Neethlingshof The Jackal's Dance Single Vineyard Sauvignon Blanc 2017

available in our shop
free delivery in SA when ordering 12 bottles or more

R716 for 6 bottles

R119 per bottle

Colour: Clear, luminous with green tints.
Aroma: Ripe figs and gooseberries.
Taste: Fresh and crisp with a lingering aftertaste of tropical fruits.

Savour solo or enjoy with poultry, seafood or salads.

variety : Sauvignon Blanc | 100% Sauvignon Blanc
winemaker : De Wet Viljoen
wine of origin : Stellenbosch
analysis : alc : 13.05 % vol  rs : 1.60 g/l  pH : 3.29  ta : 7.70 g/l  
type : White  style : Dry  body : Full   wooded
pack : Bottle  size : 750ml  closure : Screwcap  

ageing : This full-bodied, complex wine with its racy acidity has the capacity to age for at least two years if correctly cellared.

in the vineyard : 

Background
Grapes have been grown on Neethlingshof for more than 300 years or within 50 years of the Dutch East-India Company establishing a victualling station at the Cape to supply its passing ships. The farm was initially called De Wolvendans (The Dance of Wolves). Soon after full ownership of the farm was acquired by Johannes Henoch Neethling towards the end of the 1820s, the name was changed to Neethlingshof.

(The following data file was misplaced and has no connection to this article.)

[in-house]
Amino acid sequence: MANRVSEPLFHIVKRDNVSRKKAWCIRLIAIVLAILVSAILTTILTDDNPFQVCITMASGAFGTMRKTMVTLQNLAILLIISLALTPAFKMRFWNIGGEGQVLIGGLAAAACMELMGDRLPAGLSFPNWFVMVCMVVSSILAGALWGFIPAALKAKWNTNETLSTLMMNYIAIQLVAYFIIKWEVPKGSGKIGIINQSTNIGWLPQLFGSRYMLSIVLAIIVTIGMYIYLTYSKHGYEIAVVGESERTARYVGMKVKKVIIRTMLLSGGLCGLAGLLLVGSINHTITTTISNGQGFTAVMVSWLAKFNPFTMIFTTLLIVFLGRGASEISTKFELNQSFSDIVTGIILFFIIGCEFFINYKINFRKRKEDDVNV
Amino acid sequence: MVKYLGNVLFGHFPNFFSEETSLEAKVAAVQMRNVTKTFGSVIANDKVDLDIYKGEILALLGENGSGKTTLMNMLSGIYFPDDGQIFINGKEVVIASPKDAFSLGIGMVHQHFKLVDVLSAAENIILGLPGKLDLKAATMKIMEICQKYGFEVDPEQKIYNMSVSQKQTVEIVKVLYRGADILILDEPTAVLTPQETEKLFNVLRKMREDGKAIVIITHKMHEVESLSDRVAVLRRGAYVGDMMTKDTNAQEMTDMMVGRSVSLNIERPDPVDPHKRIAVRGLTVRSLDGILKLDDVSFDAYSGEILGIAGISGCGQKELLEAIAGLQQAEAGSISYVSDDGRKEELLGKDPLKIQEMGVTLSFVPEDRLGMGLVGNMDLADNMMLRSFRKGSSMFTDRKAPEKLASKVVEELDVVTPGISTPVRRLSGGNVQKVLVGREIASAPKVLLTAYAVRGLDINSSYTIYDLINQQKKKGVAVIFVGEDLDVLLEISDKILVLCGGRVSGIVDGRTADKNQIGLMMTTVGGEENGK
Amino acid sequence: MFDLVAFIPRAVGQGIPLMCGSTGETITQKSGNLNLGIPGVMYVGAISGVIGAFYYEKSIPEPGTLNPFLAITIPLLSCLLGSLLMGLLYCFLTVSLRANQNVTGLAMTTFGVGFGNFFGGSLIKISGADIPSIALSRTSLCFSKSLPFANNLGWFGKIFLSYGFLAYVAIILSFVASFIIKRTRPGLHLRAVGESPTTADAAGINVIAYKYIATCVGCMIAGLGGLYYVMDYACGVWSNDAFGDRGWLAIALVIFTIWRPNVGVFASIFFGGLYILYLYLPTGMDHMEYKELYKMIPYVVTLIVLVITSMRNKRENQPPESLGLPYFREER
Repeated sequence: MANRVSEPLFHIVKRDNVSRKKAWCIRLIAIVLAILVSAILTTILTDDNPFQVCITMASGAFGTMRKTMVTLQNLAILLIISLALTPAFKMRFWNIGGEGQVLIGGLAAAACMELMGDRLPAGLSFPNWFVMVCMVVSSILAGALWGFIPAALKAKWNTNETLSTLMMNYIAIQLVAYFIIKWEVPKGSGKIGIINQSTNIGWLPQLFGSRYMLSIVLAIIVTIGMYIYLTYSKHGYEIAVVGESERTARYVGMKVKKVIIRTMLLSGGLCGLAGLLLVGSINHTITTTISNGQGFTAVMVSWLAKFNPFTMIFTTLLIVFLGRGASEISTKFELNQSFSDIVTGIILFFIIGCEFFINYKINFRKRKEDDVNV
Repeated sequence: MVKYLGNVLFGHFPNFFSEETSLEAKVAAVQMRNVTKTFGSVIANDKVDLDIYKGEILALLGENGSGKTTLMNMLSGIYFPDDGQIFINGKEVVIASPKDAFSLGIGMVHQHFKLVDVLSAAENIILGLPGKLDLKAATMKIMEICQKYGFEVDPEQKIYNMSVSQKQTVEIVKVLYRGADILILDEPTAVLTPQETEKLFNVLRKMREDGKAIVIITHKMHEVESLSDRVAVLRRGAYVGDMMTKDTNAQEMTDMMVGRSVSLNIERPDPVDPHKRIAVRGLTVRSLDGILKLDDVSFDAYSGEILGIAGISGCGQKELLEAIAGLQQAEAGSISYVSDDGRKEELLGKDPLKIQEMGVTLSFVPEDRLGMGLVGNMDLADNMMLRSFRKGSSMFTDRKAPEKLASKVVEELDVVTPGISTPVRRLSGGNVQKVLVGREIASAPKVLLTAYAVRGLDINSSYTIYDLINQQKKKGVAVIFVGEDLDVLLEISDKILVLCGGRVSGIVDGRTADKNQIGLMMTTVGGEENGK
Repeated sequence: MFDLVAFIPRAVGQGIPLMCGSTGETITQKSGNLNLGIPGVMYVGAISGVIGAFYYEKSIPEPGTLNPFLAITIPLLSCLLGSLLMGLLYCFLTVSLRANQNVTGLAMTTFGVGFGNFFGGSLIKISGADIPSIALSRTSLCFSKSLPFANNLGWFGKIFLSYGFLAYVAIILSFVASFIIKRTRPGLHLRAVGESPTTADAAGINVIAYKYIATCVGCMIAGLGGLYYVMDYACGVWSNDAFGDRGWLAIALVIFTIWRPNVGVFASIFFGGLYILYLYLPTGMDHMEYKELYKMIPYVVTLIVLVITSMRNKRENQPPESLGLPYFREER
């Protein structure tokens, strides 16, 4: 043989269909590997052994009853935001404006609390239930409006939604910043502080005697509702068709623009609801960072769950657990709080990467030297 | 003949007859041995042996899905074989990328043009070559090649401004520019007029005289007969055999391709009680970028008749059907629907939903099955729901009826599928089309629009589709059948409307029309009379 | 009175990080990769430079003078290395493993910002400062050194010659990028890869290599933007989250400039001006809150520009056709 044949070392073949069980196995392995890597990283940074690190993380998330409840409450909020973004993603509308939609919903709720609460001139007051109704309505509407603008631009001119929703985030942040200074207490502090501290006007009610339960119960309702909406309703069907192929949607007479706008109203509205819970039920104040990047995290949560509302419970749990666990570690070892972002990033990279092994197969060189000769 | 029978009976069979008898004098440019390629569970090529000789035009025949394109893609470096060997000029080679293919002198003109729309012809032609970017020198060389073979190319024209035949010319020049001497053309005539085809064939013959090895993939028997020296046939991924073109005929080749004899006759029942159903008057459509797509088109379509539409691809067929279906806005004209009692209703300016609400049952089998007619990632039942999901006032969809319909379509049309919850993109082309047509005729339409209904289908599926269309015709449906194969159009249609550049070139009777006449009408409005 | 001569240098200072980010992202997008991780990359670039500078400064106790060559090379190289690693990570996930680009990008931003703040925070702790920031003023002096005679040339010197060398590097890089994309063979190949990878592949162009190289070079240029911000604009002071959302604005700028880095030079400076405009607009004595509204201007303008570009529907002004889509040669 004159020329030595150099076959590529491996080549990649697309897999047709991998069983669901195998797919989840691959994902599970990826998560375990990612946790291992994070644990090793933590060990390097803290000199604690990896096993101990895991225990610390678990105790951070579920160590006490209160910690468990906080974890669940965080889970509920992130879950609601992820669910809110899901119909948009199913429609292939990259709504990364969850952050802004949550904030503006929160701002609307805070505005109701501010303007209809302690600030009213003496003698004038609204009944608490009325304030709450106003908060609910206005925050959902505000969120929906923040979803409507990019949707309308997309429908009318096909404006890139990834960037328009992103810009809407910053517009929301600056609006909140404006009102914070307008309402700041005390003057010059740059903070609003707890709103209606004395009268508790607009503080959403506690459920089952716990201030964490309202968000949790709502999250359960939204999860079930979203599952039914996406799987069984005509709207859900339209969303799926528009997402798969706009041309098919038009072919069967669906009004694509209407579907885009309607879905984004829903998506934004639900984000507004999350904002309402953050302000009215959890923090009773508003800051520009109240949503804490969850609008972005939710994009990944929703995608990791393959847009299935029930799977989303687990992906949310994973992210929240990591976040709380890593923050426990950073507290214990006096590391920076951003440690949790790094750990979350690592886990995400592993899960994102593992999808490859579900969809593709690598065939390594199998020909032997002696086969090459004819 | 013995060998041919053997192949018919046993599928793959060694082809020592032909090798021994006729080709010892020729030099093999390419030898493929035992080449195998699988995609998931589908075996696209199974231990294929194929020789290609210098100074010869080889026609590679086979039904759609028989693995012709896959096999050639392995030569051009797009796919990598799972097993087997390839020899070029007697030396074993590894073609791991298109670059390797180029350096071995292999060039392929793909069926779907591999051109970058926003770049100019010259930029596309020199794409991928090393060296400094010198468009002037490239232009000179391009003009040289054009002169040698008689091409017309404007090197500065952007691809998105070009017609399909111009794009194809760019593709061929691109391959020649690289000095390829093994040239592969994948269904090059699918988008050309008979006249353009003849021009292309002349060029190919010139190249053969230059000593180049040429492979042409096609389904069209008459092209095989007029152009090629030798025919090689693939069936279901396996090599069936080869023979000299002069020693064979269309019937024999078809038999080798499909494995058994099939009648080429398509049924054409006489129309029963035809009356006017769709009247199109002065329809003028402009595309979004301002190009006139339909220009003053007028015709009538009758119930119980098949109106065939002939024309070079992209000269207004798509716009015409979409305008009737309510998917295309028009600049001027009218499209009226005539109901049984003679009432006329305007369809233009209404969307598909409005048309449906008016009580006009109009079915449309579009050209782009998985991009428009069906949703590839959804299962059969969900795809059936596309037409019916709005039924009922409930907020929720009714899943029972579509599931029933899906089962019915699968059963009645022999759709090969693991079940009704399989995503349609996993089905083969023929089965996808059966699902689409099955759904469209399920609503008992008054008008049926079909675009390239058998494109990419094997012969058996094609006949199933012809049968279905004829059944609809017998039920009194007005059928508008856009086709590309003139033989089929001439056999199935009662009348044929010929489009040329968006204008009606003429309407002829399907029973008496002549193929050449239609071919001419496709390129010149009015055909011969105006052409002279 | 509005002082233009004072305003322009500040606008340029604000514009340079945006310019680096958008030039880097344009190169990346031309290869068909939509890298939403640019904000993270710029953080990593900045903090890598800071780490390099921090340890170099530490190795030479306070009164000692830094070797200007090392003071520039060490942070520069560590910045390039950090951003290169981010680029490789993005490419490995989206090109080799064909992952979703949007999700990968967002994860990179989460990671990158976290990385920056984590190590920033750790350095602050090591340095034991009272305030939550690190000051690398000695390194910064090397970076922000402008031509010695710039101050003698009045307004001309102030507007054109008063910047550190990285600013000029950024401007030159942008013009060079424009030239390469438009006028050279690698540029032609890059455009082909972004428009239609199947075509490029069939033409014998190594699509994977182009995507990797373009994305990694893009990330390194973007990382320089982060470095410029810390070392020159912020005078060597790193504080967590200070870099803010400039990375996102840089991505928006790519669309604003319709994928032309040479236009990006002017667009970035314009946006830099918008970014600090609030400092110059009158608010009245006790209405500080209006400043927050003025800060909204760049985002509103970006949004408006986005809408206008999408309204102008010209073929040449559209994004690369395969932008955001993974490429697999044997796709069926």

A member of the Biodiversity & Wine Initiative, acknowledged for its protection of indigenous habitat, the 273 ha estate has set aside 116 ha for conservation. It cultivates both red and white varietals, with the bias marginally in favour of whites. The main white varieties are Sauvignon blanc, Chardonnay and Gewürztraminer. The predominant soil types found on the farm are Oakleaf and Tukulu.

The vineyards
The south-facing, 3,97ha vineyard that provided the grapes for this wine, was established in 1997, with vines grafted onto Richter 110 rootstock. Sited between 120m and 180m above sea level, it is exposed to the cooling effect of the south-westerly winds blowing off False Bay in summer. The vineyard, in which an “open canopy” approach is employed, is shared with some graceful duiker, small antelope that live among the vines. The slow-ripening grapes were harvested late to obtain a concentrated intensity of flavour.

in the cellar : 

An average of 4 tons per ha were hand-harvested at the end of February, at 23° Balling. The grapes were not crushed but taken directly to an enclosed press where the juice was gently squeezed out in the presence of carbon dioxide to limit its exposure to oxygen and thus the possibility of oxidation. The juice was allowed to settle before fermentation which took place over a period of three weeks at 12° C. The wine was bottled in May 2012.

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